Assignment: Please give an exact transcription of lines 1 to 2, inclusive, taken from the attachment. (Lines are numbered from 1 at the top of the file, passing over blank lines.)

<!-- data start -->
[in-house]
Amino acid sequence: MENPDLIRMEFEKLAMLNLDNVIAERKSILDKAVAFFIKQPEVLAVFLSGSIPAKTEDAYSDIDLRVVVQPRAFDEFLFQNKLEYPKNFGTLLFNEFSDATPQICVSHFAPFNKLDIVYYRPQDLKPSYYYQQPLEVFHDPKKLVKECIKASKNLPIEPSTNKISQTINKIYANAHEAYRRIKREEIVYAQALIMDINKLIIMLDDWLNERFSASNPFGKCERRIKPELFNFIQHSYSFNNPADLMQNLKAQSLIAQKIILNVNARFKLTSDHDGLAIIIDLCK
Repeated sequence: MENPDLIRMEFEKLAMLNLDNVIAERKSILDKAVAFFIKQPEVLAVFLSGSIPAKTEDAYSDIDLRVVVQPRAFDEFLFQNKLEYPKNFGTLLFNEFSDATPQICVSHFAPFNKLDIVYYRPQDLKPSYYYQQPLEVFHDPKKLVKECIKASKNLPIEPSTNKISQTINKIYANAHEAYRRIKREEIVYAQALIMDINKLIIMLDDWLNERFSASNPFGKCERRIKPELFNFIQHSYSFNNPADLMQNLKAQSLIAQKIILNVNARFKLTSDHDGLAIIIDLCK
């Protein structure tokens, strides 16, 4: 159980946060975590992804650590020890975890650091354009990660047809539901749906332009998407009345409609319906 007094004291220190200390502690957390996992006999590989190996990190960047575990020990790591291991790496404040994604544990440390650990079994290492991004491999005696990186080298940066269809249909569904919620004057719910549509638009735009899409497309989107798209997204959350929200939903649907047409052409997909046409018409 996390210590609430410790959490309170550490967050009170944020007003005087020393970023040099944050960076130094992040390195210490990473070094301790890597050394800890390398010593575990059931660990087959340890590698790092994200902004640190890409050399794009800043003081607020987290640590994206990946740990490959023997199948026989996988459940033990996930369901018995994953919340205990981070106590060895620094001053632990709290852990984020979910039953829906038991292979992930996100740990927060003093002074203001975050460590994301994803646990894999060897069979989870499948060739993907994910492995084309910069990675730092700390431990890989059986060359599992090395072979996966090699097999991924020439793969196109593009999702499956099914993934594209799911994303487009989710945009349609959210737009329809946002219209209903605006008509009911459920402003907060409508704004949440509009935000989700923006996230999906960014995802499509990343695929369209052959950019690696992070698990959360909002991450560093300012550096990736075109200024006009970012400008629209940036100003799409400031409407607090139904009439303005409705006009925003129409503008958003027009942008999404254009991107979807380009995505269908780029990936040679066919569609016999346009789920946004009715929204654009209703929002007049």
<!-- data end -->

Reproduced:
[in-house]
Amino acid sequence: MENPDLIRMEFEKLAMLNLDNVIAERKSILDKAVAFFIKQPEVLAVFLSGSIPAKTEDAYSDIDLRVVVQPRAFDEFLFQNKLEYPKNFGTLLFNEFSDATPQICVSHFAPFNKLDIVYYRPQDLKPSYYYQQPLEVFHDPKKLVKECIKASKNLPIEPSTNKISQTINKIYANAHEAYRRIKREEIVYAQALIMDINKLIIMLDDWLNERFSASNPFGKCERRIKPELFNFIQHSYSFNNPADLMQNLKAQSLIAQKIILNVNARFKLTSDHDGLAIIIDLCK